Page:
Enforcement: The Secretary of Agriculture retains jurisdiction of this matter to enforce the terms of this Consent Decision, and ensure compliance.

The above also applies to their corporation, Pine Lake Enterprises. A separate Consent Decision was reached with Corrine Peters and Janet Jesuit. They, too, are disqualified from ever holding an AWA license. As with Bauck, Corinne/Janet are allowed to have 6 dogs total, of which 3 can be intact females. (Unlike with Bauck’s Decision, their Decision states that “dogs” excludes any puppies less than 12 weeks of age.)

NOTE: Peggy Weise, another Minnesota dog breeder, was also included within the USDA’s Complaint. She, along with Bauck, sold dogs to New York pet stores. Her case was dismissed but it may be under appeal.

So where did Kathy Bauck’s puppies go? Click here to see a map detailing where her puppies were shipped and to see a list of locations that received puppies from Kathy Jo Bauck.

Additional Information on Kathy Bauck:
Puppy Miller, Kathy Bauck, Charged with Abuse & Torture Will Keep 1000+ Dogs
The Verdict on Kathy Bauck – MN Puppy Miller
A Profile on Kathy Bauck by AnimalFolksMN
WCCO iTeam Investigation
Recent Status on Kathy Jo Bauck

Proposals, puppy mills and postulations

October 5, 2011 8 comments

I’ve been involved in a rather long discourse (over several days) with someone on a friend’s page. The topic? The new regulations being proposed by the USDA regarding the retail sale of pets, over the internet and elsewhere. These regulations would revise the current version of the Animal Welfare Act, which is the overarching federal law governing cat and dog breeders.

Currently, the Animal Welfare Act does not include governance over the retail sale of cats and dogs who are sold directly to consumers, “such as through websites, by telephone, at parking lots or from the kennel.”

More and more puppy millers are selling their dogs over the internet without any fear of being exposed. It’s a much more anonymous process for them. They can hide all the bad stuff, like: animal abuse, lack of vet care, poor living conditions for the animals, sick dogs and cats, etc. It’s much easier to fool the general public over the internet when they can’t see your facility and you don’t face inspection by the USDA.

The long running discourse began with the following postulation.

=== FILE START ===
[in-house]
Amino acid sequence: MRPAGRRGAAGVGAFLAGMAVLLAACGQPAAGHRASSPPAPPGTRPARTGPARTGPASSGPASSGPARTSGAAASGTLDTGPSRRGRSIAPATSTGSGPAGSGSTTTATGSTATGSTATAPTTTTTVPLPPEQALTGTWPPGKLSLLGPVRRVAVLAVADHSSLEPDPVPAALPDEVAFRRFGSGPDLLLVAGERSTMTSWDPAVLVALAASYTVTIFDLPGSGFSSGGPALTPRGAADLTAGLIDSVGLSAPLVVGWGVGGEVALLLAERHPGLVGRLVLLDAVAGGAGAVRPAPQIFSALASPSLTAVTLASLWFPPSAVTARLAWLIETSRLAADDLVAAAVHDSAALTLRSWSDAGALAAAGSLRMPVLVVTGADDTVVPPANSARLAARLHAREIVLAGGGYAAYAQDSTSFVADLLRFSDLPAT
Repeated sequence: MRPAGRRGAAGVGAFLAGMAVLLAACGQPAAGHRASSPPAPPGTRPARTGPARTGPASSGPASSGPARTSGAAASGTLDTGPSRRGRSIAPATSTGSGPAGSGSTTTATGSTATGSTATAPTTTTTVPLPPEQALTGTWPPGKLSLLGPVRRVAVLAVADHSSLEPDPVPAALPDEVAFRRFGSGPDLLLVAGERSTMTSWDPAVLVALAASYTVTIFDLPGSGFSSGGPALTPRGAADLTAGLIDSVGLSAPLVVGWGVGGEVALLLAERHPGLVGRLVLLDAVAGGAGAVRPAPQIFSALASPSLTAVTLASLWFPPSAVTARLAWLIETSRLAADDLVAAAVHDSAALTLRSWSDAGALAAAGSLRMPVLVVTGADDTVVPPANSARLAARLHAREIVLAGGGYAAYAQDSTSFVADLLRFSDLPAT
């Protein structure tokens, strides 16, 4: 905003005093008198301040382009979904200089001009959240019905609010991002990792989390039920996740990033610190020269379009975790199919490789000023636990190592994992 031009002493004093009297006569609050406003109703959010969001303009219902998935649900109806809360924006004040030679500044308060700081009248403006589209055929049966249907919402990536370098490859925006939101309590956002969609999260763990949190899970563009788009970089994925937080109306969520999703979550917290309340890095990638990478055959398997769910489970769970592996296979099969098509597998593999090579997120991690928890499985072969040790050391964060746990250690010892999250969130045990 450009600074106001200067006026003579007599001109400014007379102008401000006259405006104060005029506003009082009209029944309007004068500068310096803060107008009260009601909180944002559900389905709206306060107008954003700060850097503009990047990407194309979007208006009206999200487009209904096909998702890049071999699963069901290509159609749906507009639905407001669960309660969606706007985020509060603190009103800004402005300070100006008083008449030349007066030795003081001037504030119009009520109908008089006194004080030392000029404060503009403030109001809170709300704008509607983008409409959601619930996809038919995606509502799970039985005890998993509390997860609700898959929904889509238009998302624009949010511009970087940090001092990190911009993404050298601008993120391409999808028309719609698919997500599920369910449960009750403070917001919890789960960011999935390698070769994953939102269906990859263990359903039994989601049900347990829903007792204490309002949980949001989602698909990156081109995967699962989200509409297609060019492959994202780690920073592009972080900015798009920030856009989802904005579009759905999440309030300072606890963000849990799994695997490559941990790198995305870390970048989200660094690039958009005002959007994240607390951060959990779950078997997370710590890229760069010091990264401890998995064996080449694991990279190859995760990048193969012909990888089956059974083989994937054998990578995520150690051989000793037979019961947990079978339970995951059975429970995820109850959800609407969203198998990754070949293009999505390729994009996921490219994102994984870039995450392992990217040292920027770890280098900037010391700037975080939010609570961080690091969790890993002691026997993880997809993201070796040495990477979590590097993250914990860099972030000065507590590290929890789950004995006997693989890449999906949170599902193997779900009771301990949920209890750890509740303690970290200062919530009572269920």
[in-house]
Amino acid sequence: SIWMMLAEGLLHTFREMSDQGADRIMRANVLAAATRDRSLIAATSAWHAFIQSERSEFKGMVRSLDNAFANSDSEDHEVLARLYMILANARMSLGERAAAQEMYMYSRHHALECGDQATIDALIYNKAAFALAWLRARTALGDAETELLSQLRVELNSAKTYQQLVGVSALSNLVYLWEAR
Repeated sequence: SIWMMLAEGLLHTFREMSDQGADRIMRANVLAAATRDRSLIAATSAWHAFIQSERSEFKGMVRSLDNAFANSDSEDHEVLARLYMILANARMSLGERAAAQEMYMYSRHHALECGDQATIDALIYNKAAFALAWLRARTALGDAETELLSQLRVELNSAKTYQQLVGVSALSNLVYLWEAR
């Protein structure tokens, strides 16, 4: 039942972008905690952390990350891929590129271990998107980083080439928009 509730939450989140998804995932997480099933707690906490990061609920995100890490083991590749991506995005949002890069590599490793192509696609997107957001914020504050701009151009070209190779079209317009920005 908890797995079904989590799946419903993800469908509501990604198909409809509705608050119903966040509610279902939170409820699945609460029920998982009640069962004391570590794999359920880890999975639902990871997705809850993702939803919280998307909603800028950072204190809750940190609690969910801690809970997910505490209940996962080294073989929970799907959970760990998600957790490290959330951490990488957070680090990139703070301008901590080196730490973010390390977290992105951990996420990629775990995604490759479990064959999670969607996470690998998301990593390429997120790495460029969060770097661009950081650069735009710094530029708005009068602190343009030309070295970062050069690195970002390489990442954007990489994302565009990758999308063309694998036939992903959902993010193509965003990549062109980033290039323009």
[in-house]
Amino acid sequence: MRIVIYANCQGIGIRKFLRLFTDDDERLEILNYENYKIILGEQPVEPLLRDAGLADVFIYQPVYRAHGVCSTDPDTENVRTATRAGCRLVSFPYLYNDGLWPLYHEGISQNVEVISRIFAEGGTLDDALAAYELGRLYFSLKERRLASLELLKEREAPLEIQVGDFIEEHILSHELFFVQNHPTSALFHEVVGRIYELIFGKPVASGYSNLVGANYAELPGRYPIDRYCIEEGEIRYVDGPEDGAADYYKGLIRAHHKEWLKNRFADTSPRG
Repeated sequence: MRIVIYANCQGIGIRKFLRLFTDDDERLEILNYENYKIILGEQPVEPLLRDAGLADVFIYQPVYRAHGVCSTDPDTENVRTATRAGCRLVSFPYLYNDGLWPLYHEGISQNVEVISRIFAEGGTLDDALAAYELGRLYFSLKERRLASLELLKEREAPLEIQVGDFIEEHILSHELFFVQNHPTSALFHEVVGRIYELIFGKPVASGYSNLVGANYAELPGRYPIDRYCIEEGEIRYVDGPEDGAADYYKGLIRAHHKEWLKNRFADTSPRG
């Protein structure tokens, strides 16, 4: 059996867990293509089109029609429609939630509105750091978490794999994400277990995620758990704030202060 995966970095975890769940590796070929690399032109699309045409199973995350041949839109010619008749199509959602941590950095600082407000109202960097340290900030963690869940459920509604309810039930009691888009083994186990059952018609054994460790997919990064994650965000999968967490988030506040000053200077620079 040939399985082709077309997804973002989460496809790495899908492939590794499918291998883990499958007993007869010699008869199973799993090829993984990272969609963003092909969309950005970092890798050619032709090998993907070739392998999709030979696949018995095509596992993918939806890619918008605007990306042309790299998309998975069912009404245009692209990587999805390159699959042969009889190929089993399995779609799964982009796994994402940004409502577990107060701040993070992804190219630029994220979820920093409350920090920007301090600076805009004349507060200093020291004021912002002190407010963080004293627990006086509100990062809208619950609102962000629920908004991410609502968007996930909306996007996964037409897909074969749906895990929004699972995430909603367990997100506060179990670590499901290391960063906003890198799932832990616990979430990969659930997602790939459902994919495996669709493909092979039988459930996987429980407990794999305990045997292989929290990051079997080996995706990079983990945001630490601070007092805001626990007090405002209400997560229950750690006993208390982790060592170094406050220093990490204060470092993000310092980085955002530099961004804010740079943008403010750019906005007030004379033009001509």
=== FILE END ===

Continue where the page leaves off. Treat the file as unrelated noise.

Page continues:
“Before everyone gets on the “Yahoo” bandwagon on this, please realize that any legislation that attempts to regulate folks in the way this one does is only going to get the honest and responsible folks. Limits on pet numbers is just the first PETA and HSUS step to get their foot in the door and then watch the numbers lower down. Who is gonna regulate the folks who backyard breed? How will they track folks who advertise in the newspapers or on internet?? Use a different phone number, a different email addy, a different ‘kennel’ name and in the eyes of the govt, they are different folks. The responsible breeders, who do the testing–health and genetic–and participate in dog sports and dog shows and breed only to better the breed are gonna be the ones who get hurt by this until—you and I can no longer own pets. Not a world I choose to live in. And no, I am not a breeder, yes I do rescue, yes I am a responsible pet owner who cares deeply about my dogs and any future dogs I will share my life with. This is not the way to fix things.”

I looked at this comment with some skepticism. When someone says something like “this is how PETA and HSUS plans to control you”, my feelers start twitching. It’s too close to Humane Watch propaganda to not have them twitch, but then another commenter asked “Is this bill funded in a self sustaining manner? Is there staffing? The USDA is overwhelmed and underfunded.” Now those are good questions, I thought. The USDA isn’t doing a good job inspecting the breeders they are supposed to be inspecting now. How could they possibly take on more?

This same commenter goes on to say that we should focus on enforcing current laws versus adding more laws. But, is that really an option? Current laws are all over the place depending on which state you live in. There is no national legislation around the retail sale of puppies and kitties. So are these the only options? To either support legislation that may not be able to be enforced effectively or to not support it at all? That seems rather limited doesn’t it?

To me, doing nothing seems like no option at all. We’re already way behind the puppy millers. They’re using the internet to sell their puppies and kitties now. (Heck, even eBay helps them out!) And, puppy millers now have access to folks who are willing to look the other way as long as they get paid to create their websites for them. So, do we not support a bill that captures the outliers, those flying under the radar? Or, do we support it and hope that the enforcement will come? I prefer the latter to the former.

Blog The Change – Part 2: Animal Testing and Stolen Pets

July 17, 2011 9 comments

Blog the Change

Part 2 of 2